I can go on point by point, citing examples and facts, but I think you can see where I’m going here. America, which was founded by a group of European religious zealots, has a strong history of discrimination. Not just any discrimination. It’s discrimination against anyone who is different from them. We (Americans) have killed off the Indians, made slaves of Africans, killed Witches during the Salem Witch trials, Asians during the World War, persecuted blacks again during the civil rights movement, and now are persecuting those who are gay and transgendered. Not to mention that some of the previous groups are still being persecuted. This hubris filled mentality which has fueled all this persecution continues to rear its ugly head because, as an old boss of mine (Caren Meghreblian) used to say, “Humans are doomed.” We just refuse to learn to stop fearing things that are different. We refuse to learn to stop fearing domination from another group. We refuse to learn to stop fearing looking ignorant or ‘bad’ in front of other people. We refuse to stop holding on to what we think is ‘right’ or ‘wrong’ (usually only because someone told us or because it was read in a thousands of years old document which has no socio-historical context…I digress) in front of other people. But most of all, we refuse to be objective.
Without lamenting too much longer, I will say this. I think that Selma was a brilliant film, and we have yet to really appreciate it for just how truly brilliant it is. That will come in the future. For now, I think that it’s important that we utilize this time to take the lesson from the film. And since there isn’t just one community that is affected, I feel it’s important that we in the geek community also take a good look at ourselves. Let’s look at the demographics of what kind of projects permeate our community and at whom they are marketed. Look at what kind of messages they convey to the public, and most of all, look at how easy or not easy it is to get diverse content made. Here are some examples: How many minority superheroes are there for others to look up to? How many women and minorities do you see portrayed negatively in video games? Continue to analyze and think about many other communities and how they are exemplified. Then think about your connection to those communities. What do you know about them and from where did your knowledge come? How do you perceive them and are your perceptions accurate? Awareness is half the battle. So, if we begin to at least ask ourselves some of these questions, then we have truly taken away the lesson of Selma.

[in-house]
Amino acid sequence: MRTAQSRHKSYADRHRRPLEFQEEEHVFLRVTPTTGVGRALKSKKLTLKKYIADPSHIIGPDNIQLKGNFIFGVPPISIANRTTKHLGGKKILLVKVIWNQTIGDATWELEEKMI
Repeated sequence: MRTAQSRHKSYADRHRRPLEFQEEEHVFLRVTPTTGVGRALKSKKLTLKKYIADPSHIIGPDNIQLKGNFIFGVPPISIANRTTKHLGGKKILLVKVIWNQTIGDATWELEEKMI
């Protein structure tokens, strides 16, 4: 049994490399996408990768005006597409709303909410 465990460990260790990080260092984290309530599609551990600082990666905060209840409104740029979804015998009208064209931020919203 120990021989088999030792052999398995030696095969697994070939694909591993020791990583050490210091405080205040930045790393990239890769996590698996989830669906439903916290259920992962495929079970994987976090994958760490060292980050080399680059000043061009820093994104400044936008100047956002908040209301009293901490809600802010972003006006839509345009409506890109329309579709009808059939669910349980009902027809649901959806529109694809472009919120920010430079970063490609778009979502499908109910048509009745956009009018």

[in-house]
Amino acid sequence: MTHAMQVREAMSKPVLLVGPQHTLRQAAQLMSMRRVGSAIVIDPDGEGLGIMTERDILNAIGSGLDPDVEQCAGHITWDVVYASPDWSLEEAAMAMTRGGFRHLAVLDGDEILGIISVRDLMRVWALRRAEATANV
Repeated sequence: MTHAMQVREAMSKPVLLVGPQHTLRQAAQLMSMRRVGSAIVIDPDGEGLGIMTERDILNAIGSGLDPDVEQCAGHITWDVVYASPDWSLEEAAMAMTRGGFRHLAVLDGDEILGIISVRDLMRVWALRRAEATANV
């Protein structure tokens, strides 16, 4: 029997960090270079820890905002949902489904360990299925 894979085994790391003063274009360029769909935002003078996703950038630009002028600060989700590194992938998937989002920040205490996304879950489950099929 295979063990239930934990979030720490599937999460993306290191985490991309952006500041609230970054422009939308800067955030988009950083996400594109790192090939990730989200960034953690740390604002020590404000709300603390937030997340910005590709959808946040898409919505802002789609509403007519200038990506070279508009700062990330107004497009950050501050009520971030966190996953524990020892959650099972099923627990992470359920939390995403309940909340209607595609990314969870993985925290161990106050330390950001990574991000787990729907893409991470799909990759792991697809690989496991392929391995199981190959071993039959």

Editor’s Note: Since this article was written, the Academy Award Nominations have been released, and Selma was nominated for almost nothing, save Best Picture (which seems like a token nomination) and Best Song. Clearly, the fight is still ongoing.
Brian J. Patterson is an actor, writer and producer that splits his time between San Francisco and Los Angeles. His home is a shrine to comic books…but mostly Wonder Woman.